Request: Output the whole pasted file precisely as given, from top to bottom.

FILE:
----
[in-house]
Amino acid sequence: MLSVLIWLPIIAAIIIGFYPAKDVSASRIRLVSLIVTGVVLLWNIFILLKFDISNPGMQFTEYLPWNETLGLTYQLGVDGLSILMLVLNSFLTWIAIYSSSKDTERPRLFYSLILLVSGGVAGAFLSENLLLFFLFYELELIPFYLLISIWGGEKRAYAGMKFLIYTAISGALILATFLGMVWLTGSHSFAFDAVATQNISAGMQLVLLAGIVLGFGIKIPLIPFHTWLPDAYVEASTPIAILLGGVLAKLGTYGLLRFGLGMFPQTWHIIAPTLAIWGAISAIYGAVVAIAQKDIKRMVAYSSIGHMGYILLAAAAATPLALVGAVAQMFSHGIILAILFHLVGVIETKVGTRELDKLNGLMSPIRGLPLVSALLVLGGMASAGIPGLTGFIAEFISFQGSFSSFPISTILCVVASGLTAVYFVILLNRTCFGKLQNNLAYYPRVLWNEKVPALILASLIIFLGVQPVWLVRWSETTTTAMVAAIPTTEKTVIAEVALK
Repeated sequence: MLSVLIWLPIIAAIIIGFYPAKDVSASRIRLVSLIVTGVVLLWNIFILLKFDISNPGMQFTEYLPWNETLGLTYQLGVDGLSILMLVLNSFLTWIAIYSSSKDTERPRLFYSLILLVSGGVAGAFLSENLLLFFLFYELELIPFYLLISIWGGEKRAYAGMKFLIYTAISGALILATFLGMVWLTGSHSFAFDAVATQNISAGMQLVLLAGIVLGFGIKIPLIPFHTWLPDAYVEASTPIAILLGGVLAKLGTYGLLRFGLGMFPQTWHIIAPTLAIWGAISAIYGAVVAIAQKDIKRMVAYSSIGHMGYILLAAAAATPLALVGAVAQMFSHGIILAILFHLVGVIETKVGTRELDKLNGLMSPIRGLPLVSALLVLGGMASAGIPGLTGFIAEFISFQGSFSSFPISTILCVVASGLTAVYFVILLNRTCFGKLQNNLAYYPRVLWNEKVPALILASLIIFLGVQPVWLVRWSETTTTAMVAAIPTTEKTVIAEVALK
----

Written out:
[in-house]
Amino acid sequence: MLSVLIWLPIIAAIIIGFYPAKDVSASRIRLVSLIVTGVVLLWNIFILLKFDISNPGMQFTEYLPWNETLGLTYQLGVDGLSILMLVLNSFLTWIAIYSSSKDTERPRLFYSLILLVSGGVAGAFLSENLLLFFLFYELELIPFYLLISIWGGEKRAYAGMKFLIYTAISGALILATFLGMVWLTGSHSFAFDAVATQNISAGMQLVLLAGIVLGFGIKIPLIPFHTWLPDAYVEASTPIAILLGGVLAKLGTYGLLRFGLGMFPQTWHIIAPTLAIWGAISAIYGAVVAIAQKDIKRMVAYSSIGHMGYILLAAAAATPLALVGAVAQMFSHGIILAILFHLVGVIETKVGTRELDKLNGLMSPIRGLPLVSALLVLGGMASAGIPGLTGFIAEFISFQGSFSSFPISTILCVVASGLTAVYFVILLNRTCFGKLQNNLAYYPRVLWNEKVPALILASLIIFLGVQPVWLVRWSETTTTAMVAAIPTTEKTVIAEVALK
Repeated sequence: MLSVLIWLPIIAAIIIGFYPAKDVSASRIRLVSLIVTGVVLLWNIFILLKFDISNPGMQFTEYLPWNETLGLTYQLGVDGLSILMLVLNSFLTWIAIYSSSKDTERPRLFYSLILLVSGGVAGAFLSENLLLFFLFYELELIPFYLLISIWGGEKRAYAGMKFLIYTAISGALILATFLGMVWLTGSHSFAFDAVATQNISAGMQLVLLAGIVLGFGIKIPLIPFHTWLPDAYVEASTPIAILLGGVLAKLGTYGLLRFGLGMFPQTWHIIAPTLAIWGAISAIYGAVVAIAQKDIKRMVAYSSIGHMGYILLAAAAATPLALVGAVAQMFSHGIILAILFHLVGVIETKVGTRELDKLNGLMSPIRGLPLVSALLVLGGMASAGIPGLTGFIAEFISFQGSFSSFPISTILCVVASGLTAVYFVILLNRTCFGKLQNNLAYYPRVLWNEKVPALILASLIIFLGVQPVWLVRWSETTTTAMVAAIPTTEKTVIAEVALK